Introduction: Invasive fungal infections (IFI) are a leading cause of mortality in patients with acute myeloid leukemia (AML) undergoing induction chemotherapy including "7+3” regimen of cytarabine and daunorubicin.1 Posaconazole improves survival and reduces IFI rates in comparison with fluconazole.2 The aim of our study was to compare outcomes of patients receiving induction chemotherapy for AML at our institution before and after implementation of a priority matrix (PM) including standardized antifungal prophylaxis. Our primary endpoint was incidence of IFI, and our secondary endpoints were mortality at 30 days and 1 year.

Methods: All patients admitted with AML and receiving 7+3 induction chemotherapy at Gundersen Health System between January 2013 and January 2022 were included in our study. Patients were assigned either to Pre-PM or Post-PM group (whether induction was started before or after January 1, 2019, respectively). The priority matrix (Figure) included mandatory treatment with appropriate prophylaxis (posaconazole /voriconazole), patient education, electronic health record (EHR) updates, standardized work up for refractory fevers, and other optimization practices. Antifungal agent was given starting on day 8 after initiation of induction until resolution of neutropenia, defined as an absolute neutrophil count >500/uL. Treatment-related mortality rates (TRMR) and Charlson Comorbidity Index (CCI) were calculated at time of diagnosis. Statistical analyses using chi-square, Fisher exact, Wilcoxon rank sum tests, and Cox proportional hazards were done in SAS version 9.4.

Results: The study population consisted of 37 patients: 23 in the Pre-PM group (prior to Jan 1, 2019) and 14 in the Post-PM group. The population was predominantly white, non-Hispanic with a median age 63 years, and was 60% male. Groups were similar with regard to median age, sex, TRMR, and CCI. Of the 23 Pre-PM patients, 6 received fluconazole. All patients in the Post-PM group received prophylaxis-1 with voriconazole, and 13 with posaconazole. Six Pre-PM patients (26%) developed IFI, compared with 1 Post-PM patient (7%; p=0.22). Five of the 6 Pre-PM patients who received fluconazole developed IFI, as did 1 Post-PM patient who received posaconazole (p<0.001). Four (17%) Pre-PM patients, none of whom received fluconazole died within 30 days, and there were no deaths in the Post-PM group (p=NS). Fifteen (65%) Pre-PM patients died within 1 year (5 had received fluconazole prophylaxis), compared with 3 (21%) Post-PM patients. Mortality rates were not significantly different between groups at 30 days (p=0.22)); however, mortality at 1 year was significantly higher in the Pre-PM group (log rank p=0.004), including in those receiving fluconazole (log rank p=0.0005).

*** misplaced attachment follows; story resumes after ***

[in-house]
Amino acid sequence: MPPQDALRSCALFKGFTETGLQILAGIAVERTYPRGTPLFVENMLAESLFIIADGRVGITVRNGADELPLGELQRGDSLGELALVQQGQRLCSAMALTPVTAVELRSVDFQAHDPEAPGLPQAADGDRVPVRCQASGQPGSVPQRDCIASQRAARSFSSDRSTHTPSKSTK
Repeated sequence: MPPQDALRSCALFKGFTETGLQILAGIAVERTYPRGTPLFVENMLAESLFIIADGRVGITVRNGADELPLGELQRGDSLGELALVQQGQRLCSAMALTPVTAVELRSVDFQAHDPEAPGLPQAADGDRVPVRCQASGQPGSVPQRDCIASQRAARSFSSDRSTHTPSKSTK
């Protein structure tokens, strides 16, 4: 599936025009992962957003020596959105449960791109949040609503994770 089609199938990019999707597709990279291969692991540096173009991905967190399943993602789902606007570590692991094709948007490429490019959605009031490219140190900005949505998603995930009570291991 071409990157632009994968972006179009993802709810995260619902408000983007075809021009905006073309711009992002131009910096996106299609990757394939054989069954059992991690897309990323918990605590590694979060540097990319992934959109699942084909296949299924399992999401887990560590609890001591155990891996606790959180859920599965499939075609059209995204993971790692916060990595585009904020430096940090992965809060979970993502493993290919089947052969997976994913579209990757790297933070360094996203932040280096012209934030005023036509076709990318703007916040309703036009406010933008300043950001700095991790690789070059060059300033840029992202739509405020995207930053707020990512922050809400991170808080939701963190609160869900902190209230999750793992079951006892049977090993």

Conclusions: Our study shows significantly improved outcomes with use of a standardized protocol in AML patients receiving 7+3 induction by using posaconazole over fluconazole per our PM intervention. We reduced IFI rates to our goal of <10% in AML patients and improved 30-day and 1 -year survival at our institution, rates comparable to national averages. Because community health care facilities are increasingly treating patients with AML, we share our protocol to help improve care in this setting.


1Hsu A. et al. Supportive Care in Cancer, . 2021;29(2):707-712.

2Cornely OA, et al. N Engl J Med. 2007;356:348-359

No relevant conflicts of interest to declare.

Author notes


Asterisk with author names denotes non-ASH members.

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